The Archbishop of Wales is none too happy. He is worried because the Assembly in Cardiff has opted to follow its counterpart at Westminster and allow sixth formers to drop out of collective worship, which all state schools in England and Wales have to provide by law and which has to be "wholly or mainly of a broadly Christian character" (pages 1 and 25). He is concerned that the proposal could be the thin end of the wedge - the start of a process that "ultimately marginalises ... collective worship in schools".
For many teachers who share the Archbishop's beliefs, that would be a pity. Even many who do not share his beliefs can see the value in collective worship. Christianity is terribly handy when it comes to providing inspiring lessons for assemblies. It is not short on drama and its jukebox is peerless. When all is said and done, those of a different religion or none are hardly going to have their world view challenged by serial renditions of "Ave Maria" or "Kumbaya".
There again, there are those teachers who believe that collective worship means nothing more than slipping in a few verses of "All things Bright and Beautiful" for the benefit of a visiting Estyn inspector. And they would rather not have to go to that trouble. Indeed, the Archbishop is "not sure that all schools have got to grips with what 'worship' is about, as distinct from 'assembly'." Worship, he argues, takes assembly to another level and allows every youngster to get in touch with their inner spirituality. This, if you are a non-believer, is as convincing as Keith Chegwin as Hamlet and rather less illuminating. It means precisely nothing.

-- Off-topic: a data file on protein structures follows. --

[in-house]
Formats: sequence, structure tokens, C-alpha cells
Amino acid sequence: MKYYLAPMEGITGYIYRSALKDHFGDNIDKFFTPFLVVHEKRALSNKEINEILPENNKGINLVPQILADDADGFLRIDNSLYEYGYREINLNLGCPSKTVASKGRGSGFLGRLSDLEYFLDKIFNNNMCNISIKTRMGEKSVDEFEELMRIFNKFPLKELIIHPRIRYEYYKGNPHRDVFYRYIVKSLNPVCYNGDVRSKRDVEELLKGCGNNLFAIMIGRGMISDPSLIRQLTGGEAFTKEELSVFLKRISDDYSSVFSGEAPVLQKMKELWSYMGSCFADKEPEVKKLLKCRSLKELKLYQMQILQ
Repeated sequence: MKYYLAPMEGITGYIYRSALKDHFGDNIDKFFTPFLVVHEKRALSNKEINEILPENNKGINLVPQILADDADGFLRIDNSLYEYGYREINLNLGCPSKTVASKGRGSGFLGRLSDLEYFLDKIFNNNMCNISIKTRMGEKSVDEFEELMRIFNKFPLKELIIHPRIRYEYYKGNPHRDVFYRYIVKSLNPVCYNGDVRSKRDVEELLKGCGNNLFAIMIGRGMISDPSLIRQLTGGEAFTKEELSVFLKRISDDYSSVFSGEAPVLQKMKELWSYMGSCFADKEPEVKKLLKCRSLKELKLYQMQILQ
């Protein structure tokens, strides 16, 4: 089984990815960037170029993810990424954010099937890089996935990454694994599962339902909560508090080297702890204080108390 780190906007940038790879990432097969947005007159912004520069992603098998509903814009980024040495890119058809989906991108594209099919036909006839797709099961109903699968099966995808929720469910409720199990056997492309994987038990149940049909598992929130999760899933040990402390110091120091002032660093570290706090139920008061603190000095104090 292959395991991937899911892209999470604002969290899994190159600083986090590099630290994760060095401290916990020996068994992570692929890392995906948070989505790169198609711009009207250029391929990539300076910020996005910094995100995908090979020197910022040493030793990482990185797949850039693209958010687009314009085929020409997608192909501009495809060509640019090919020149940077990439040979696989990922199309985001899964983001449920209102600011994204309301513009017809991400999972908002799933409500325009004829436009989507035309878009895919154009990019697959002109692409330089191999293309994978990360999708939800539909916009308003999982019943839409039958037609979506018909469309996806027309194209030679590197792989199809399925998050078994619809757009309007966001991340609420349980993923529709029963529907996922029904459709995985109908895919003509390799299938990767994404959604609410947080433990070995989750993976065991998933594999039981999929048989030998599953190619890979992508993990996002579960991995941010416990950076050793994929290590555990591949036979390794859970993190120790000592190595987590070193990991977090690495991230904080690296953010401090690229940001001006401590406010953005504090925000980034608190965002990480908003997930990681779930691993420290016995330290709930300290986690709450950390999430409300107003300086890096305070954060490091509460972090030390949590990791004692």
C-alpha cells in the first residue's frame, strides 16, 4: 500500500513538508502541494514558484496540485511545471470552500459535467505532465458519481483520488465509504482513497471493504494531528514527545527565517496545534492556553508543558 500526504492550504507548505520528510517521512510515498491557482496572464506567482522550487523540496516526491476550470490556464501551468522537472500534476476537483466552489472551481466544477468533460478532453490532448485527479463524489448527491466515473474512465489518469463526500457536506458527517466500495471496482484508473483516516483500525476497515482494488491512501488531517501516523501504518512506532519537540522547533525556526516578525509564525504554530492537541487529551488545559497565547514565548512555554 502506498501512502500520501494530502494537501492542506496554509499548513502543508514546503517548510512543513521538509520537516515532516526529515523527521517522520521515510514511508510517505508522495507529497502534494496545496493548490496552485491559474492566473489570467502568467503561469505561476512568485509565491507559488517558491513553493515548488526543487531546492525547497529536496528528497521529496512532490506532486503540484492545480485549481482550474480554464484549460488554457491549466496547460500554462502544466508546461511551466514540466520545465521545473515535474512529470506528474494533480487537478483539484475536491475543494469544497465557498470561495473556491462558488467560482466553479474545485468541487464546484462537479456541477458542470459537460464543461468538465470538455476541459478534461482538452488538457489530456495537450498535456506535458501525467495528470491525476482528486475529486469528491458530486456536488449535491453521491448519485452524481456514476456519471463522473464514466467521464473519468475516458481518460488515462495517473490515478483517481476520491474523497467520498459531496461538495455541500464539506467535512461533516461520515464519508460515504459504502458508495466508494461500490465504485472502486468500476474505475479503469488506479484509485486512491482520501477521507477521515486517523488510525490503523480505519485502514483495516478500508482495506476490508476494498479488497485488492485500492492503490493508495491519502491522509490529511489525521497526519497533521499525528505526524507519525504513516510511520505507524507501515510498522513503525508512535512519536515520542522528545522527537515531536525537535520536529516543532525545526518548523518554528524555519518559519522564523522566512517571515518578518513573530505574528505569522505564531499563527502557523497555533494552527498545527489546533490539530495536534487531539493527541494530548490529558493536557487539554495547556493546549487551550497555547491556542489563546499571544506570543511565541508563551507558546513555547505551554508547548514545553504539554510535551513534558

The Archbishop, however, is insistent. He believes that schools that lack a clear spiritual dimension "risk becoming narrowly focused on personal attainment". Moreover, his Grace goes on to lament that without exposure to worship, pupils will inhabit "a bland secular wasteland". At which point, many non-religious teachers could be forgiven for feeling ever so slightly miffed. That would be the same secular wasteland that has fostered liberty, democracy, unprecedented religious tolerance, respect for the individual, an appreciation of difference, multiculturalism, women's, children's and gay rights ... contemporary civilisation in short. It may have also spawned the X Factor, shopping malls and Noel Edmonds, but it sure as hell doesn't have to take responsibility for Beirut, Belfast or Belsen.
Teaching the worth of a world beyond the individual is not a value that is the copyright of churches, mosques or synagogues. Astonishingly, most people in Britain are perfectly capable of teaching their children right from wrong without reference to the Bible, Torah or Koran. For many Britons, places of worship, frankly, aren't that ethical. "Collective worship" has about as much moral validity as Enron. If the governments in Cardiff and London had any cojones, they would not stop at allowing sixth formers to opt out of compulsory collective worship, they would abolish it for the entire school community.
Gerard Kelly, Editor; E: firstname.lastname@example.org.